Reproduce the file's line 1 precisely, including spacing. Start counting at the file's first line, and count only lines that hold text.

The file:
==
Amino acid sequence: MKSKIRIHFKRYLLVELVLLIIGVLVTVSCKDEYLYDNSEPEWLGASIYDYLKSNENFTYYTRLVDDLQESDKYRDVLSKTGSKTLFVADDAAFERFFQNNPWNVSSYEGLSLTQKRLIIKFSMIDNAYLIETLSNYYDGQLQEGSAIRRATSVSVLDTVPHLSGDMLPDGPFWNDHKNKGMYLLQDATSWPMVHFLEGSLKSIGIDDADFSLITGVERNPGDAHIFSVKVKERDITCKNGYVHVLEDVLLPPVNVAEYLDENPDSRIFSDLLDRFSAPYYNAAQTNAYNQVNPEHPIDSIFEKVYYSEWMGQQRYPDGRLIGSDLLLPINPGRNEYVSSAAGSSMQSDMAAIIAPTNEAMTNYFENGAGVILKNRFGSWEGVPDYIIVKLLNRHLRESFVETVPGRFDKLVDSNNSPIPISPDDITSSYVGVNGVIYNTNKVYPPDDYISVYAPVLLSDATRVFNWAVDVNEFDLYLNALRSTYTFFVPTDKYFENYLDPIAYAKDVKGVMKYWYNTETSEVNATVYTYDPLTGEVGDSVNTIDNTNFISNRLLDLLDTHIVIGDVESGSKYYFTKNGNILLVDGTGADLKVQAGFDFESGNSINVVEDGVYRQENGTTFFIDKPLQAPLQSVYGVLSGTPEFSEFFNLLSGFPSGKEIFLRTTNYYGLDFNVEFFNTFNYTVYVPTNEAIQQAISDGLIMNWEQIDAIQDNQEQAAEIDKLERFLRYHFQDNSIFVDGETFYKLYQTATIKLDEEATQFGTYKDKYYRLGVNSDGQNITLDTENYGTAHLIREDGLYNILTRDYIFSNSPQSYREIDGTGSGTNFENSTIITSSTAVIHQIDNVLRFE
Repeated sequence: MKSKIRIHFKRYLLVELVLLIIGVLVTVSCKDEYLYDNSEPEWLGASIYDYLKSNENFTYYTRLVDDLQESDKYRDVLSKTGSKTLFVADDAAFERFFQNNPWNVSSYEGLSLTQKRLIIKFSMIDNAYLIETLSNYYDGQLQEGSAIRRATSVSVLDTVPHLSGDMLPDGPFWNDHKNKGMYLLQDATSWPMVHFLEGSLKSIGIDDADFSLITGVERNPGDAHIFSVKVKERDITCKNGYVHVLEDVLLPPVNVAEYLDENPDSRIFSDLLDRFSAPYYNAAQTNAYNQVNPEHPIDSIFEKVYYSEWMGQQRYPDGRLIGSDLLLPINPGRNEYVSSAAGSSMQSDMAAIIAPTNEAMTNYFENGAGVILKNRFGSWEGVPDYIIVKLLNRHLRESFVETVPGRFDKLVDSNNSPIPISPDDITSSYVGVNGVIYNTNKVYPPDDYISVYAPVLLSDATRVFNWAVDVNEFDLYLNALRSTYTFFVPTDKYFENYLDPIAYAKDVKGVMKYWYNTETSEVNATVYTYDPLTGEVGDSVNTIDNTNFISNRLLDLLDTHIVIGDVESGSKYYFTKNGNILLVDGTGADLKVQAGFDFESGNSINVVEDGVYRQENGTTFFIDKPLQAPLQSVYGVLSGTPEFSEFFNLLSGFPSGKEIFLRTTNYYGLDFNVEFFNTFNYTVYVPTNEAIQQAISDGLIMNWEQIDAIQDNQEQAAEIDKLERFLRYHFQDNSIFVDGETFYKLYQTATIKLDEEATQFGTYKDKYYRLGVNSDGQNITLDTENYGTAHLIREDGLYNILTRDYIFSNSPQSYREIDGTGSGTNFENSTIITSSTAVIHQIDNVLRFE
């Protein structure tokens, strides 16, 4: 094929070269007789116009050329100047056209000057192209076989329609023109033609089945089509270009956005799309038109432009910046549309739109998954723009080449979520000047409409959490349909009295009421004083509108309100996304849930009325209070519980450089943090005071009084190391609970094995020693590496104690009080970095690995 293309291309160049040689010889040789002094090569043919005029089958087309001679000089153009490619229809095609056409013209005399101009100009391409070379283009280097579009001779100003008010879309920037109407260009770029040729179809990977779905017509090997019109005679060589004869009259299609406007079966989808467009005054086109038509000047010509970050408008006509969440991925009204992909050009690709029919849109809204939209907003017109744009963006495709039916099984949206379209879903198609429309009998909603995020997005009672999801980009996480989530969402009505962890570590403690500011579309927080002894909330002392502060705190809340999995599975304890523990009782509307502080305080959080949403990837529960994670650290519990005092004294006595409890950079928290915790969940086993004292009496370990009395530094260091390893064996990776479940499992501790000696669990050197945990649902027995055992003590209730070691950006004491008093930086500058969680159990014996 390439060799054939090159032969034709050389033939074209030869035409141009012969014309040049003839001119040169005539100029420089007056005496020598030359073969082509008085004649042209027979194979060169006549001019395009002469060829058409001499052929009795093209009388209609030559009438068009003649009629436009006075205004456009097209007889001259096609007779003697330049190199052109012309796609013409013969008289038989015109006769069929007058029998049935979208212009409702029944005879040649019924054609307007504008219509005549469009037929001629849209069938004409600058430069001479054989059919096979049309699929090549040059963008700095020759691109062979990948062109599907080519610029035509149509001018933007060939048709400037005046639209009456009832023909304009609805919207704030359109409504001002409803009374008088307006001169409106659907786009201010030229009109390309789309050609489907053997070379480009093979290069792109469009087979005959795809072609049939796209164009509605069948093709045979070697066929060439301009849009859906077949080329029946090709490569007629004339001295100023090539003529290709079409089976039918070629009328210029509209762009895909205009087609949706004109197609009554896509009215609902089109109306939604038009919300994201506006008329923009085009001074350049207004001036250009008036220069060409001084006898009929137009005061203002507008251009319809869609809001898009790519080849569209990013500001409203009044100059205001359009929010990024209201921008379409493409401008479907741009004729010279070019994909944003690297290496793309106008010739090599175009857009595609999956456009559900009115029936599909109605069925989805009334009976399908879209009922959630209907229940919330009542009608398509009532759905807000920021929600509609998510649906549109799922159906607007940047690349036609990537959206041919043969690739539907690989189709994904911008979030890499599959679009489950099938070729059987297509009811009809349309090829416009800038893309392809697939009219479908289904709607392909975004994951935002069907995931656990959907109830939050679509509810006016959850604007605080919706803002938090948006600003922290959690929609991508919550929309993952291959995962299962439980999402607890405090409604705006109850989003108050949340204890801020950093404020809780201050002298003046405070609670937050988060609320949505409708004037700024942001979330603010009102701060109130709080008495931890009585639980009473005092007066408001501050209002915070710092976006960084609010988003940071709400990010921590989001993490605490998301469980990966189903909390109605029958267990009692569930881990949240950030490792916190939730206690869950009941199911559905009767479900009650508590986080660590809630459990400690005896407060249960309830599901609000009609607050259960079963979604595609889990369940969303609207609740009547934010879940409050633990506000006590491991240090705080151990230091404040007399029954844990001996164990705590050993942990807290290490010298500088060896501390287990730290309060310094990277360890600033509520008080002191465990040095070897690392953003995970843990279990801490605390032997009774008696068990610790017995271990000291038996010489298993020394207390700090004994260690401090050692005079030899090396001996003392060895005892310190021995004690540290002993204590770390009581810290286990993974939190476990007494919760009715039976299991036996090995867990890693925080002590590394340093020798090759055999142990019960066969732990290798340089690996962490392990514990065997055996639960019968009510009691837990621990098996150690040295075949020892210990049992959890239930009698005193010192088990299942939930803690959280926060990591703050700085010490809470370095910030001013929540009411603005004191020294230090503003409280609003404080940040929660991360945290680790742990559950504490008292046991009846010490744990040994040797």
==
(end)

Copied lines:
Amino acid sequence: MKSKIRIHFKRYLLVELVLLIIGVLVTVSCKDEYLYDNSEPEWLGASIYDYLKSNENFTYYTRLVDDLQESDKYRDVLSKTGSKTLFVADDAAFERFFQNNPWNVSSYEGLSLTQKRLIIKFSMIDNAYLIETLSNYYDGQLQEGSAIRRATSVSVLDTVPHLSGDMLPDGPFWNDHKNKGMYLLQDATSWPMVHFLEGSLKSIGIDDADFSLITGVERNPGDAHIFSVKVKERDITCKNGYVHVLEDVLLPPVNVAEYLDENPDSRIFSDLLDRFSAPYYNAAQTNAYNQVNPEHPIDSIFEKVYYSEWMGQQRYPDGRLIGSDLLLPINPGRNEYVSSAAGSSMQSDMAAIIAPTNEAMTNYFENGAGVILKNRFGSWEGVPDYIIVKLLNRHLRESFVETVPGRFDKLVDSNNSPIPISPDDITSSYVGVNGVIYNTNKVYPPDDYISVYAPVLLSDATRVFNWAVDVNEFDLYLNALRSTYTFFVPTDKYFENYLDPIAYAKDVKGVMKYWYNTETSEVNATVYTYDPLTGEVGDSVNTIDNTNFISNRLLDLLDTHIVIGDVESGSKYYFTKNGNILLVDGTGADLKVQAGFDFESGNSINVVEDGVYRQENGTTFFIDKPLQAPLQSVYGVLSGTPEFSEFFNLLSGFPSGKEIFLRTTNYYGLDFNVEFFNTFNYTVYVPTNEAIQQAISDGLIMNWEQIDAIQDNQEQAAEIDKLERFLRYHFQDNSIFVDGETFYKLYQTATIKLDEEATQFGTYKDKYYRLGVNSDGQNITLDTENYGTAHLIREDGLYNILTRDYIFSNSPQSYREIDGTGSGTNFENSTIITSSTAVIHQIDNVLRFE